NaNoWriMo is coming up….;-)
The paint is drying on the pixels of kid no 50 of the 100 kids project I started in September 2016 and I believe this is how people must feel at the 13th mile of a marathon: gasping for air and with the nagging feeling that it was not such a good idea to start after all…
But if I compare my goals (which I had the foresight to write down) with the outcome so far, I should conclude that it was actually a pretty good idea. This is what I wanted to achieve:
- Practice vignettes (aka, dealing with white backgrounds) and limited palettes – yes. Still not so fond of white backgrounds, but at least I know the issues they present. On the other hand, I discovered I really love limited palettes and they are becoming a standard approach in all my illustration work;
- Practice children proportions and children faces and hands – both improved by leaps and bounds with this exercise;
- Concentrate on storytelling and emotion rather than display in character design – yes, I am quite happy with how I sticked to this commitment;
- Practice different rendering styles and different levels of stylization – yes. Indeed I learned to use all sorts of different approaches, but I have also lost some sense of continuity of style which I need to gain back…a good reason to go on with the next 50;
- Add images featuring children to my portfolio. That obviously worked – many of the 50 made their way into my online and printed portfolios and even to a few postcards;
- Increase social media engagement. This has definitely worked out, especially thinking that I started with no social media presence whatsoever.
So, recharging batteries, refocussing on the goal, and on with the next 50!
There are a lot of “100-something” challenges out there – for illustrators, for designers or simply to initiate a life habit. Why the number 100 rather than 50 or 1000 is anybody’s guess, but, for illustrators at least, it is a neat amount. Draw 100 hands, for example, and you’ll definitely dramatically improve your hand-drawing skills (pun intended). Draw 100 faces from photos and you’ll find yourself able to draw faces without reference quite easily. I know because I did it. Many times over. Probably not quite enough….Because the truth is that one hundred of anything is only just a start on the path to design or drawing proficiency. One thousand would be a much more adequate estimate of what it takes….but I guess that number is too scary for anyone to begin!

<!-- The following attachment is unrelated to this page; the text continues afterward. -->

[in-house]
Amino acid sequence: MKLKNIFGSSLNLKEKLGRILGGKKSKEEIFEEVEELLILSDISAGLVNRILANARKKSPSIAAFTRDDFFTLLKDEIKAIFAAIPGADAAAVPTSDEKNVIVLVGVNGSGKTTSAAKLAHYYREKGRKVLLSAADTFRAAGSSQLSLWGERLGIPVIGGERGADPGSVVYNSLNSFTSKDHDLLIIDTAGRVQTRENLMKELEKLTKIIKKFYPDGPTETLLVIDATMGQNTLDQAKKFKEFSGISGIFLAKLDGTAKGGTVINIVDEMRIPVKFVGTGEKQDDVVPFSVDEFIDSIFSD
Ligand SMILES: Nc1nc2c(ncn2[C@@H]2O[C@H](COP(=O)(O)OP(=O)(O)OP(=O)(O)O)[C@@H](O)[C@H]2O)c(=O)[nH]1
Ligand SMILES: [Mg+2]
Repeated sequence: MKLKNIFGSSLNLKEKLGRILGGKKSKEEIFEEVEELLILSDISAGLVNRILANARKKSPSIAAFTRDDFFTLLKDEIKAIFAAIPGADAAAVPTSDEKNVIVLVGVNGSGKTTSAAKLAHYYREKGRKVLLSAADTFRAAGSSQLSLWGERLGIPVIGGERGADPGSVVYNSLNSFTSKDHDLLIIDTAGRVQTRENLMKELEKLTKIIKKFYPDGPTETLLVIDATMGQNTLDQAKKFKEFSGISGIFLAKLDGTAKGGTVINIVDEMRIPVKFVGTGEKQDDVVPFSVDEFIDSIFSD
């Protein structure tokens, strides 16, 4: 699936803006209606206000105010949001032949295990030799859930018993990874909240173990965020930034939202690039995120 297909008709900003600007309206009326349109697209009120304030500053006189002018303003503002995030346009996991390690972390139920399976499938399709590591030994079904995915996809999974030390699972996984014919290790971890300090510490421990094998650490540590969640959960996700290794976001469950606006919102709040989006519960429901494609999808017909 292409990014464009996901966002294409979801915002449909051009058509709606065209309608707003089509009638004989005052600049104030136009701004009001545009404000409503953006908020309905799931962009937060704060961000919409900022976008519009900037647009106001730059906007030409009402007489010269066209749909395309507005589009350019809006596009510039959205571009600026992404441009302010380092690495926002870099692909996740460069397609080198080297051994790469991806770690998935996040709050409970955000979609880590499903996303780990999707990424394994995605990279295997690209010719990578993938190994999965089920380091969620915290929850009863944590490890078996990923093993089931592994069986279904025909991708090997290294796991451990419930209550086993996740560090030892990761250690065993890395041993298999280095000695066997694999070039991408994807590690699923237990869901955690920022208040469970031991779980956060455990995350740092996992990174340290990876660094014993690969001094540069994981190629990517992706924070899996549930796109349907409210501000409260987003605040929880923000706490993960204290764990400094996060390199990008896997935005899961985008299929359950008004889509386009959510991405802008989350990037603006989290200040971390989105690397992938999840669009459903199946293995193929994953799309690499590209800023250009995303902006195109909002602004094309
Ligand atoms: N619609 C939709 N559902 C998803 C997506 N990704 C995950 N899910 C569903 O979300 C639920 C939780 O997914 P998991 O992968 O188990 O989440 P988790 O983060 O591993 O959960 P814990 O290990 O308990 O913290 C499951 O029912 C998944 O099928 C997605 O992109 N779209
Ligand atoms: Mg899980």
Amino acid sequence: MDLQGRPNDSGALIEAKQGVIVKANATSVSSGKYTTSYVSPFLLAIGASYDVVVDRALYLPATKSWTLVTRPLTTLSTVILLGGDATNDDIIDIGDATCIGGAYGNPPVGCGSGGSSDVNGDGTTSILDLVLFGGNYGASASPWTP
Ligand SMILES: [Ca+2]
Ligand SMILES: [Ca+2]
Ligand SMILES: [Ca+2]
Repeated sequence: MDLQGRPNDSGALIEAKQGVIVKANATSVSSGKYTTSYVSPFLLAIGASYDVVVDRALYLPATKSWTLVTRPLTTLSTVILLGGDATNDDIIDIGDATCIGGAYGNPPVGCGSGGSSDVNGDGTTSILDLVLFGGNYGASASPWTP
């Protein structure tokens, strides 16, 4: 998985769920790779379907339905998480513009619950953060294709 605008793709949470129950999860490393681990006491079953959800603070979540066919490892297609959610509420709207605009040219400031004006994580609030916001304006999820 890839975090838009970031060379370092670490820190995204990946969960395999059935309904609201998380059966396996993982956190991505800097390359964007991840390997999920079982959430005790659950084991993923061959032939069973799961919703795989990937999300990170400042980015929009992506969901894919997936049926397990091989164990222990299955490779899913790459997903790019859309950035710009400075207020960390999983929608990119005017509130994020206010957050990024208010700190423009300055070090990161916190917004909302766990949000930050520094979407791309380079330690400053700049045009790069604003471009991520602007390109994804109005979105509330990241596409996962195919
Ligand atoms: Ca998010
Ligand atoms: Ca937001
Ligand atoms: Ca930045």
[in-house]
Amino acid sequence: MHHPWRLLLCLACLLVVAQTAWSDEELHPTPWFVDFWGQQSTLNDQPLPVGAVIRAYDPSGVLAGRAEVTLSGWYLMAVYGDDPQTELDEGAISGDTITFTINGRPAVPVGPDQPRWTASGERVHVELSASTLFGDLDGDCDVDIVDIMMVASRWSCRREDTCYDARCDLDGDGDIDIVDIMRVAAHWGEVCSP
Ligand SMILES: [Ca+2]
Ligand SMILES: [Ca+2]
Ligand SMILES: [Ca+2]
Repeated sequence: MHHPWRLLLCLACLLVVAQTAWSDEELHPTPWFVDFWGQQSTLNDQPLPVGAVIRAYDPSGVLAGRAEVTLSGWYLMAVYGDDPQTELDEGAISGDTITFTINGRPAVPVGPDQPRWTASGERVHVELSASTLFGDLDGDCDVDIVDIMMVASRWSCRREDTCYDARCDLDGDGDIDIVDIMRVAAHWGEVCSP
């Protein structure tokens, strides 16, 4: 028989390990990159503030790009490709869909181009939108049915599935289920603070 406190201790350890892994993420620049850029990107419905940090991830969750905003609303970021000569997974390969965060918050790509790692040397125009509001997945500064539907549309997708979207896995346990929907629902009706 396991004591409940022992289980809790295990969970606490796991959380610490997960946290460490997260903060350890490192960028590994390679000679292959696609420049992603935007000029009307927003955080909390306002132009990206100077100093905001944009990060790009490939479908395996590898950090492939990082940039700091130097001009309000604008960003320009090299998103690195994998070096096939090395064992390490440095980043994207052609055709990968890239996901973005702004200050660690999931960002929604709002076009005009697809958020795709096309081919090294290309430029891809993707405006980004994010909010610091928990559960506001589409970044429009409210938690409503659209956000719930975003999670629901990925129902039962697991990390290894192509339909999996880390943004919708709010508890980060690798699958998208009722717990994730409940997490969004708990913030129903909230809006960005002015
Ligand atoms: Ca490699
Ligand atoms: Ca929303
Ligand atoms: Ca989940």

Anyhow, I decided to do a “100 kids” challenge back in September and I can now celebrate the 25th kids-versary. I am giving myself one year to finish it, so I am fully on schedule (no, 100-something does not mean that you should necessarily do one per day. Sometimes it makes sense, sometimes, like in this case, it does not).
This is what I hope to get out of the exercise:
- Experiment with different rendering methods and solidify my preferred rendering style (that is why I am going for full renders, which definitely excludes the one-per-day concept). The experiment part has resulted so far in discovering digital watercolor and digital pastel as a nice alternative to my preferred (oil-like) rendering;
- Improve my ability to design child characters – something a children book illustrator definitely needs to master;
- Learn how to do vignettes and isolated characters. This was probably the biggest discovery, because rendering on white has completely different issues than rendering a full illustration. You always have the white of the page overpowering every attempt to render light, and have to compromise on light intensity;
- Enrich my portfolio with illustrations featuring children. I have been trying to go for occasional full illustrations, though this has proven tricky to accomodate, but I have definitely gained some nice vignette illustrations in the process;
- Have a steady stream of good quality or portfolio level small illustrations for posting on Instagram and Twitter. I personally believe that social media posts for illustrators should have almost the same quality as what you would choose for your portfolio. There is some lee-way, of course, but the potential exposure is just too large to risk ruining your reputation (shall we say “brand”?) with sub-par work. Work-in-progress is always an option of course, but for many people, even people working with illustrators, it is difficult to judge the quality of a sketch. And some of the prep-work and underpainting look so ugly that I would not dare to share it with anyone.